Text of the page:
Do You Remember Getting Your First Horse?

It all started when my dad bought me a black hat.
My brother had the white hat and the black horse and I had the black hat and the white horse.

I remember the many times my dad lamented that it all started because he made the mistake of buying  me a black cowboy hat. That cowboy hat began my life-long love of horses and my dad’s never-ending equine expenses.

First it was the hat, and next it was a big white mare of mixed breeding with a not so pleasing combination of Percheron and something else which ended up looking like a horse put together by a committee of blind men. I did love my first horse and I remember the excitement of watching her being unloaded from the big truck that delivered her. My brother had gotten the first horse my dad purchased because it was a black gelding and I wanted a WHITE horse. Even at five, I knew what color horse I wanted. I have not changed much…read a recent story about Rocky Bear my new white horse. The story is titled, “A Dream Ride Five Decades in the Making”.

My brother and I spent hours riding our horses in the neighbor’s cow pastures herding the dairy cows to the barn for milking. In my mind I was on a cattle drive like those on my favorite TV shows — Rawhide and Bonanza.

When riding a horse, you can be anything you want. You have power and speed far beyond those unfortunate enough to be left horseless. Maybe that is why I love horses so much. Maybe that is why I am so passionate about matching potential buyers with ex-race horses.

Another brother and sister learn to love horses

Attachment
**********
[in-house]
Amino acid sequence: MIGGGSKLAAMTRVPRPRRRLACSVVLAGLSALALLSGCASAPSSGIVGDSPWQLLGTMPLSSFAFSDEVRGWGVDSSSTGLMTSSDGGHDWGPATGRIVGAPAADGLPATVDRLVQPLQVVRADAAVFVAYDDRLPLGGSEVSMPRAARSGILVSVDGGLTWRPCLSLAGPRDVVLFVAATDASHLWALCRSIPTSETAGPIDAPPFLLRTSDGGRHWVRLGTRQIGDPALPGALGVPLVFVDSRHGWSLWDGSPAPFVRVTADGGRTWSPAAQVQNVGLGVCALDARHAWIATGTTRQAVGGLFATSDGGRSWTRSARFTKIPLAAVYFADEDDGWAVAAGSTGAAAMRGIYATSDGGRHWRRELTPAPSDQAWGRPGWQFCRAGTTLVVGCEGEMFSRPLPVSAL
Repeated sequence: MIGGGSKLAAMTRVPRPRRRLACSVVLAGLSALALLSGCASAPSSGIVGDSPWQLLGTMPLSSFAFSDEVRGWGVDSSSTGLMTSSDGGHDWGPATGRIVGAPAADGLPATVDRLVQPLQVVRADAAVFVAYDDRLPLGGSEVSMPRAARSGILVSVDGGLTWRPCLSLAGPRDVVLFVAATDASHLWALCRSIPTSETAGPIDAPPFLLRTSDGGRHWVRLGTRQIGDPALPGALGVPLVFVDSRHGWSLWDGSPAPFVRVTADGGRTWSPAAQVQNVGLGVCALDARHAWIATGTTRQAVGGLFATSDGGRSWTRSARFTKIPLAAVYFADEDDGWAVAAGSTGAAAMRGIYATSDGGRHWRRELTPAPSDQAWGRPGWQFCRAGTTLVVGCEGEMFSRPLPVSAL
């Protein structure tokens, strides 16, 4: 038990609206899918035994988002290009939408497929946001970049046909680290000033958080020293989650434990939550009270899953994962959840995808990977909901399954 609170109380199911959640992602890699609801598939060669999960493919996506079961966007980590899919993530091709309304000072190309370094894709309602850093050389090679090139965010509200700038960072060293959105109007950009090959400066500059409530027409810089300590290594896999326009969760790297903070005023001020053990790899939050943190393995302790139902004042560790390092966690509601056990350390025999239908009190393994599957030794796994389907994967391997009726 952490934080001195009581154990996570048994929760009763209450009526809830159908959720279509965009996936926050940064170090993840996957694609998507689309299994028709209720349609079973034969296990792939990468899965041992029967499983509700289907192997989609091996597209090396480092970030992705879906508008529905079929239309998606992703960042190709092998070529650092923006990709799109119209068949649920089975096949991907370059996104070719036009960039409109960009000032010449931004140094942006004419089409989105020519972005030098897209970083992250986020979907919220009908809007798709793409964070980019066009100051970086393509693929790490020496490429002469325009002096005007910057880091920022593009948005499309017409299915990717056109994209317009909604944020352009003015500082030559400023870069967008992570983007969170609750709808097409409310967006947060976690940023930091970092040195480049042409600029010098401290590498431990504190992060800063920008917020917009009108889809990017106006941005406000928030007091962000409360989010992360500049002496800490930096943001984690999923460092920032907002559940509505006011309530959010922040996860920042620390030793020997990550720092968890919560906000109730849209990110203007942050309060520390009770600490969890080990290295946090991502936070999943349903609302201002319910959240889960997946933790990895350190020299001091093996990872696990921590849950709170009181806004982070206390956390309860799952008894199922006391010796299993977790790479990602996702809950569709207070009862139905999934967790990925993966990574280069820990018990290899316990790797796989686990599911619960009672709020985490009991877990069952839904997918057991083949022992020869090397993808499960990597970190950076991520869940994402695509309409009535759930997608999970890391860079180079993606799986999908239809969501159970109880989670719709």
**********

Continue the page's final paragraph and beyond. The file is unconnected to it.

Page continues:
Lacy meets her young owners

I recently had the pleasure of introducing another brother and sister to the love of horses. I have to say that it gave me almost as much pleasure as when my brother and I got our first horses.

Their mother is one of the Thoroughbred owners we place horses for when their racing careers are over. She is already aware of the expense of horse ownership. Grin, frin, wink, wink.

We were all grinning from ear-to-ear as her children got to meet their first horse, Lacy.

Lacy is a mini of undermined age – “somewhere in her teens” according to our vet.

“Early or late teens?” we asked.

“Teens” was all he would commit to.

She was supposed to know how to be ridden and driven. None of the Thoroughbred owners at Bits & Bytes Farm was small enough to ride a 30 inch tall mini horse so it was up to five year-old Braden to be the first rider.

Braden's first ride on Lacy

We came up with a plan. I would lead Lacy by the halter and mom would have a hold of Braden by his shirt ready to pull him off if Lacy proved too exuberant. Lacy marched off like she was carrying the Queen of England. She was so happy and proud to have a special job and took good care of her young rider who kept telling mom to, “Let go, let go mom.”

After riding, Braden wanted to lead Lacy around. He ran around the arena with Lacy running along behind him like a boy and his dog.

Braden and his new pet - Lacy